THURSDAY, June 22, 2023 (HealthDay News) — An advisory panel of the U.S.Centers for Disease Control and Prevention voted on Wednesday to recommend the first RSV vaccines for seniors.
During the meeting, the panel called for “shared clinical decision-making” between doctors and patients to discuss benefits and risks, but stopped short of recommending that all seniors get the shots.
Younger seniors, those in their early 60s, will have fewer risks of severe disease from the virus, CBS News reported. The vaccine trials did have a small number of very rare, but severe, “inflammatory neurologic events.”
“Lives, hospitalizations, we could have a significant impact this year. So that’s why we wouldn’t want to delay further,” panel chair Dr. Camille Kotton said during the meeting, CBS News reported.
CDC officials plan to closely follow data from vaccine safety systems as seniors begin getting the RSV vaccines.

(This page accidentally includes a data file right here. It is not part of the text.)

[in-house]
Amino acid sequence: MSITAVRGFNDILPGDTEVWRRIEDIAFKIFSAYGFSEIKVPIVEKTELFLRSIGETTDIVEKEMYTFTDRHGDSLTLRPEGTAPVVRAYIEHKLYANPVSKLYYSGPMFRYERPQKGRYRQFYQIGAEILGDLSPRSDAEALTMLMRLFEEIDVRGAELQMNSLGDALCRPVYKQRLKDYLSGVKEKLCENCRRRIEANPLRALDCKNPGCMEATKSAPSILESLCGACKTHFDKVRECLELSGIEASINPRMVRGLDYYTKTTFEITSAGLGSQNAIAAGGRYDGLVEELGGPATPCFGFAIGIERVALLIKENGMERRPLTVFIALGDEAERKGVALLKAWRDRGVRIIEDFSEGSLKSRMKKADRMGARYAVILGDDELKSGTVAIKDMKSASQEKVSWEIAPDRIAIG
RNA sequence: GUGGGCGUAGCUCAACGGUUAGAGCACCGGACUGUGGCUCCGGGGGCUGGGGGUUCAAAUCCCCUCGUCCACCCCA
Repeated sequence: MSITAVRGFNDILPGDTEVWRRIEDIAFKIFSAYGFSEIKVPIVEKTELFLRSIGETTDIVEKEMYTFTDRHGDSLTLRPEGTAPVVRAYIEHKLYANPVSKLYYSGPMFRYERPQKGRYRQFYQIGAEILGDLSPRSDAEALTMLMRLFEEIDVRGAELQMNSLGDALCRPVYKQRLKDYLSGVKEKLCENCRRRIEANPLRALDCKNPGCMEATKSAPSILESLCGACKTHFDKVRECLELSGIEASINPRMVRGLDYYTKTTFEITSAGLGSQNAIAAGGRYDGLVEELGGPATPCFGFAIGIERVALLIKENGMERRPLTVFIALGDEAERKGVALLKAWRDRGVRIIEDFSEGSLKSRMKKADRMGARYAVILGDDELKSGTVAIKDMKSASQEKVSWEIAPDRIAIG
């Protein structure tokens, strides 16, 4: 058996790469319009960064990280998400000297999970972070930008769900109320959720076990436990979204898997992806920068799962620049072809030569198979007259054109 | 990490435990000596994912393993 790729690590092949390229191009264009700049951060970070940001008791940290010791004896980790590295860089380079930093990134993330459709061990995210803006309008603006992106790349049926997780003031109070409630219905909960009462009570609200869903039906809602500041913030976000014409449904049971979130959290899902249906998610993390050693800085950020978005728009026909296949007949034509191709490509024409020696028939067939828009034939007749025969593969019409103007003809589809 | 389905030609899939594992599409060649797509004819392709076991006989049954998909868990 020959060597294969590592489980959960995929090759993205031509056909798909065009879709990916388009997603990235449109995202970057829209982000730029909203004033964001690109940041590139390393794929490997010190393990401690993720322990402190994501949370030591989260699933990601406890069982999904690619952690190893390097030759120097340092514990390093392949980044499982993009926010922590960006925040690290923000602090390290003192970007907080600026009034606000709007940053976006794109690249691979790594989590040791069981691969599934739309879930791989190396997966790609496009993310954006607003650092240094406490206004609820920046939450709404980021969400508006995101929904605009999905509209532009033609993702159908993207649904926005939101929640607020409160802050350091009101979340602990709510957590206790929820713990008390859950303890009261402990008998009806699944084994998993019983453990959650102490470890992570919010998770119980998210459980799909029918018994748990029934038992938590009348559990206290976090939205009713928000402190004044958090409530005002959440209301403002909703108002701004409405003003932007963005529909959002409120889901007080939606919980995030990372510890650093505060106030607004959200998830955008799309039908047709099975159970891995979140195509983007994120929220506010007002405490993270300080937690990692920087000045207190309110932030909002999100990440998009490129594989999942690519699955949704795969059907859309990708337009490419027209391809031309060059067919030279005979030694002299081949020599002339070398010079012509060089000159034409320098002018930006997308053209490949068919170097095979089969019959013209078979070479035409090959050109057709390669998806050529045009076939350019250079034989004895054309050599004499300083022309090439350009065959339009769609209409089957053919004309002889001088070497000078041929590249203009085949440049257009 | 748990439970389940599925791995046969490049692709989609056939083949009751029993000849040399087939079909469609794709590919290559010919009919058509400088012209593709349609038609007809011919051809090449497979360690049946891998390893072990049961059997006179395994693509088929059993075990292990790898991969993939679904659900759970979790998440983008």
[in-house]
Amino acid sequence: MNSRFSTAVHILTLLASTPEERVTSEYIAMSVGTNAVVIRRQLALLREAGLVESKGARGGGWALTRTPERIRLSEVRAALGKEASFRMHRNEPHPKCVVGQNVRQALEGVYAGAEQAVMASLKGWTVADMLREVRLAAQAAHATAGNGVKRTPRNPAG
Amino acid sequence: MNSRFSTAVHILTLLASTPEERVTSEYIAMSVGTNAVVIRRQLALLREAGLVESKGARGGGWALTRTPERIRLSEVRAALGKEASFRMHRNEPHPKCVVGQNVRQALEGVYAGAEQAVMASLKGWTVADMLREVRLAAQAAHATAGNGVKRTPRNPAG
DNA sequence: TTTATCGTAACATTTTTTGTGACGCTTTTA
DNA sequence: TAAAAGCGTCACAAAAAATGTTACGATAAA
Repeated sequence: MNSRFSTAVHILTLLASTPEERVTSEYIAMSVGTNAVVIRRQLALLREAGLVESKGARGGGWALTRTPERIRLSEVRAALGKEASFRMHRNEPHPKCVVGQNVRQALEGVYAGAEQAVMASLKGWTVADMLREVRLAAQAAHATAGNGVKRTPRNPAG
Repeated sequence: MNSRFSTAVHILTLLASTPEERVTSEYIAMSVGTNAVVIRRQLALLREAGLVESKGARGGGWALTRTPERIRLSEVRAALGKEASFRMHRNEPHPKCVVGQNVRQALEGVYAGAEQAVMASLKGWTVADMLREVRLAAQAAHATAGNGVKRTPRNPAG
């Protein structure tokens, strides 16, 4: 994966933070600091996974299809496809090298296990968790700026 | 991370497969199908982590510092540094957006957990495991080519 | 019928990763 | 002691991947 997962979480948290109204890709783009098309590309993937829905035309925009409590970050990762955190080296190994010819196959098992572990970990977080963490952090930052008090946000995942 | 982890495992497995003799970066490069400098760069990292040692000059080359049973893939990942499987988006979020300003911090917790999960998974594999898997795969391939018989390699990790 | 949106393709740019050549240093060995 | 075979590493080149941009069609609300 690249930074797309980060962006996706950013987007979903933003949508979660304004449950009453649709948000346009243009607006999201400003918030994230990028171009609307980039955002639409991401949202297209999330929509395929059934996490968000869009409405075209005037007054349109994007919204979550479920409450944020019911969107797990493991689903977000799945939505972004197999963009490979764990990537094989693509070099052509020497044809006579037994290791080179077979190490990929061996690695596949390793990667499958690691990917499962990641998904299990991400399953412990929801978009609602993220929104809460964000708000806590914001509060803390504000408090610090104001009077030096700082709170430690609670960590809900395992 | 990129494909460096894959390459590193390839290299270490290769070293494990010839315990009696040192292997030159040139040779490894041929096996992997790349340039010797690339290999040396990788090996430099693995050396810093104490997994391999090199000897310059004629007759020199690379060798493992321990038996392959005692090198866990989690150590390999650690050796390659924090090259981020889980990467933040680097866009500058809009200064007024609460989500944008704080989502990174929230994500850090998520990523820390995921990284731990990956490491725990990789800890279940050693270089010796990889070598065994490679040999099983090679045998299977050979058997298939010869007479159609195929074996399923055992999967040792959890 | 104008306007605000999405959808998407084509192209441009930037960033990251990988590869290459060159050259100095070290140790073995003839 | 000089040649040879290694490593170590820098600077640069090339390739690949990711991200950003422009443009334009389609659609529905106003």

“I want to remind everyone that we have one of the best vaccine safety systems in the world. We have the ability to rapidly acquire information, rapidly assess it and act on it. We saw that during the COVID pandemic, that system is viable and is in place,” the CDC’s Dr. José Romero, director of the National Center for Immunization and Respiratory Diseases, told the panel, CBS News reported.
Prices have not been finalized, but GSK has said its vaccine could carry a price tag of $200 to $295 per dose. Pfizer has said its shot will be between $180 and $270, CBS News reported.
Infants may also soon have an RSV vaccine. The FDA is expected to consider those vaccines later this year.
“This field will undoubtedly change within the next five to 10 years. We’ll learn a lot more. So we’re trying to make a decision as best we can with the data we have now, at this time,” Kotton said.
The U.S. Centers for Disease Control and Prevention has more on RSV.
SOURCE: CBS News
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